“If my house was sitting here, they (Michigan Department of Transportation) would have bought it for the bridge project, said the 75-year-old woman.
Moll, who lives at 12290 N. Cedar, said she is glad that she gets to keep her home and not necessarily sad that she’ll be so close to the 130-foot structure.
“I was told when I step outside I would be looking at an aesthically-beautifull wall,” she said.
“We’ll see,” she smiled Wednesday morning as she watched workers put what looked like grout on the sculptured surface of the bridge abutments.
They were actually patching imperfections in the cement prior to today’s scheduled work of stretching the 120,000-pound beams over the road, according to Darren Dayton, job superintendent for Davis Construction of Lansing, the contractor for the bridge project.
Other workers were busy spreading the 1,100 yards of dirt being brought in Wednesday to backfill the abutments. Dayton said one tri-axle load truck could carry about a 30-yard load.
Dayton said a crane company from Grand Rapids would have two cranes on site this morning to put the beams into place. The beams were also expected to be delivered sometime this morning.
Dayton said state regulations were such that the trucks hauling the beams could not be on the roads before 9 a.m. He was not sure what time the load would arrive; but once it did, he expected all six beams to be placed within two or three hours.
North Cedar Drive between 124th and 120th avenues has been closed down for the work. It will also be closed Monday from 7 a.m. to 5 p.m., and Tuesday and Wednesday from 9 a.m. to 3 p.m.
The detour is 120th Avenue to Sleeper Street to 128th Avenue.
The $1.2 million project is just one piece of M-231, a two-lane limited-access road which will run from M-45 north to the I-96/M-104/112th Avenue interchange area near Nunica, according to the MDOT website. It will be located west of the existing 120th Avenue roadway.
A new bridge over the Grand River along this new route will be constructed, making it the fourth river crossing in Ottawa County. A bridge over Little Robinson Creek just south of North Cedar Drive is also in the plans.
Moll walked carefully, having had two knee replacements, to the back of her property overlooking the creek.
“It should be just a trickle, but the beavers must still be there,” she said. “It’s beautiful.”
Moll has already listened to the steady thud of pilings being pounded into the ground for several months. And the work is only for the southbound lane of M-231. She’ll have to go through it all over again when they start building the longer span across Little Robinson Creek.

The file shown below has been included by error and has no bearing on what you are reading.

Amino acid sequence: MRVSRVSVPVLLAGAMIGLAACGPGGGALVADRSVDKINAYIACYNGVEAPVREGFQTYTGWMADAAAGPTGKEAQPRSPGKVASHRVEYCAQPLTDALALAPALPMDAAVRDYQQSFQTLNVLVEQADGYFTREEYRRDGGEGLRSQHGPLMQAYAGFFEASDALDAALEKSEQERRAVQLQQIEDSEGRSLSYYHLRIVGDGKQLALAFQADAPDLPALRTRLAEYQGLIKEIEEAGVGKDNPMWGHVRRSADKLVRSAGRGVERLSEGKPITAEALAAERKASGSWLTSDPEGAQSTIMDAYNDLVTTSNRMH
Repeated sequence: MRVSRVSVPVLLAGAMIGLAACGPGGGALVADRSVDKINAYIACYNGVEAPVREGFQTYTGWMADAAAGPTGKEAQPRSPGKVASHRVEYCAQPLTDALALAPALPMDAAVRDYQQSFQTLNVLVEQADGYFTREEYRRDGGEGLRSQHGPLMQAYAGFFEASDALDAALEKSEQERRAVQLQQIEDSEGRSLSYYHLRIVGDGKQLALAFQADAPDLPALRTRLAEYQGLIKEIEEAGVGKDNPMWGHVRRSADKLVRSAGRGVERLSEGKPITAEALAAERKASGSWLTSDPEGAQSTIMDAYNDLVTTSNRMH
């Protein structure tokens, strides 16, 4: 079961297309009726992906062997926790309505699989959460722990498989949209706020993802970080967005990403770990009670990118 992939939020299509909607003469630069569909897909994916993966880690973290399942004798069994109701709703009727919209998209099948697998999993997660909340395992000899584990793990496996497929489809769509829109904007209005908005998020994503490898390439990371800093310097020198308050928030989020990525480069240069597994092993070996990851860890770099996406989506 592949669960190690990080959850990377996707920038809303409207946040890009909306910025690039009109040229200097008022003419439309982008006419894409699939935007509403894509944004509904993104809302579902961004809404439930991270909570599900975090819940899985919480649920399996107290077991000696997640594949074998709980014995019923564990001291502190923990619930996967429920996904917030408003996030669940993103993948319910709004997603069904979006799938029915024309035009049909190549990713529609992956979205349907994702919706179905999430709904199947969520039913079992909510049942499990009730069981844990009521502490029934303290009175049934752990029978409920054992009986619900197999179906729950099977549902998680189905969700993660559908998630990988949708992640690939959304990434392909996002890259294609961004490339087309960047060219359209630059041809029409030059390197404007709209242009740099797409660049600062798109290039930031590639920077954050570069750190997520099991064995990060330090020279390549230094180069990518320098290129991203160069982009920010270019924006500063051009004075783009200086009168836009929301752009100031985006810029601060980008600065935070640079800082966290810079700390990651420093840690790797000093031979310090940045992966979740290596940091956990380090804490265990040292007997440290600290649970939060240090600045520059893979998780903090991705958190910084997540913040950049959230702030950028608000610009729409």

She pointed to the area where her former neighbor, Lee Allman, used to have his house and fish smoking business.
“He used to have wood duck houses out there,” she said as she looked over the wetland area outlined in a protective fencing. “We used to have as many as 20 wood ducks out there. They probably didn’t like the thud, thud, thud either."
Allman was one of four property owners north of the North Cedar Drive bridge who sold their land to MDOT, according to Moll. Their houses have long-since been removed. She sold a 10-acre parcel, where she and her husband, the late Norman “Pete” Moll, used to grow Christmas trees, on the north side of the road.
Just off to the west is the property where her daughter and son-in-law, Barb and Steve Klempel, live — the main property of the former Moll homestead in the family since 1894, Marlene said. The old barn blew down on a past Mother’s Day, she said. The farmhouse was burned down several years ago as a training for area fire departments.
Moll said she is used to lots of people stopping and making comments on the “bridge to nowhere.”
“It ticks me off when they say that,” she said. “Would the state purchase all this property and build this bridge just to have it go nowhere?”
Moll said this was not the first time that family property has been sold to the state. The former Marlene Khodl grew up on the end of 132nd Avenue at the Grand River and many years ago her father sold property to the state for the Khodl Wildfowl Sanctuary.
Moll wastes little time bemoaning the loss of any of the land.
“The property gets divided up and everyone eventually moves away,” she said. “As for me, I’ll be getting out the lawn chairs with my friends and setting up a front-row seat.”
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